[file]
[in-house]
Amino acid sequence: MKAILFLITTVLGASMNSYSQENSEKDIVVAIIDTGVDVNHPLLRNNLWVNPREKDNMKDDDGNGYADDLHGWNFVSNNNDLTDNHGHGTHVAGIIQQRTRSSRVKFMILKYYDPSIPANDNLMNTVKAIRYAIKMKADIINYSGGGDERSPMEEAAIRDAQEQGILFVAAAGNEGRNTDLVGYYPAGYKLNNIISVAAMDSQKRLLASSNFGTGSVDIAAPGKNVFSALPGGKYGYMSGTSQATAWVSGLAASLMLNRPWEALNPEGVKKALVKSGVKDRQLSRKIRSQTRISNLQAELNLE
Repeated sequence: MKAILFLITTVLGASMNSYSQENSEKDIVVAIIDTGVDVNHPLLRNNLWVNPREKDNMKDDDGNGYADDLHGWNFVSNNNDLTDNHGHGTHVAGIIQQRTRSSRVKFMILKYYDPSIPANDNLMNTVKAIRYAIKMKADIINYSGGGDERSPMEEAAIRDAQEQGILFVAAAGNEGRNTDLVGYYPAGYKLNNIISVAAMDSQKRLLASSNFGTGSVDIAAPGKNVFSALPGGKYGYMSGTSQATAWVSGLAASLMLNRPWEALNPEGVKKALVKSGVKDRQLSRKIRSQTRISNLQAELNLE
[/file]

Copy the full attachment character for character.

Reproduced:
[in-house]
Amino acid sequence: MKAILFLITTVLGASMNSYSQENSEKDIVVAIIDTGVDVNHPLLRNNLWVNPREKDNMKDDDGNGYADDLHGWNFVSNNNDLTDNHGHGTHVAGIIQQRTRSSRVKFMILKYYDPSIPANDNLMNTVKAIRYAIKMKADIINYSGGGDERSPMEEAAIRDAQEQGILFVAAAGNEGRNTDLVGYYPAGYKLNNIISVAAMDSQKRLLASSNFGTGSVDIAAPGKNVFSALPGGKYGYMSGTSQATAWVSGLAASLMLNRPWEALNPEGVKKALVKSGVKDRQLSRKIRSQTRISNLQAELNLE
Repeated sequence: MKAILFLITTVLGASMNSYSQENSEKDIVVAIIDTGVDVNHPLLRNNLWVNPREKDNMKDDDGNGYADDLHGWNFVSNNNDLTDNHGHGTHVAGIIQQRTRSSRVKFMILKYYDPSIPANDNLMNTVKAIRYAIKMKADIINYSGGGDERSPMEEAAIRDAQEQGILFVAAAGNEGRNTDLVGYYPAGYKLNNIISVAAMDSQKRLLASSNFGTGSVDIAAPGKNVFSALPGGKYGYMSGTSQATAWVSGLAASLMLNRPWEALNPEGVKKALVKSGVKDRQLSRKIRSQTRISNLQAELNLE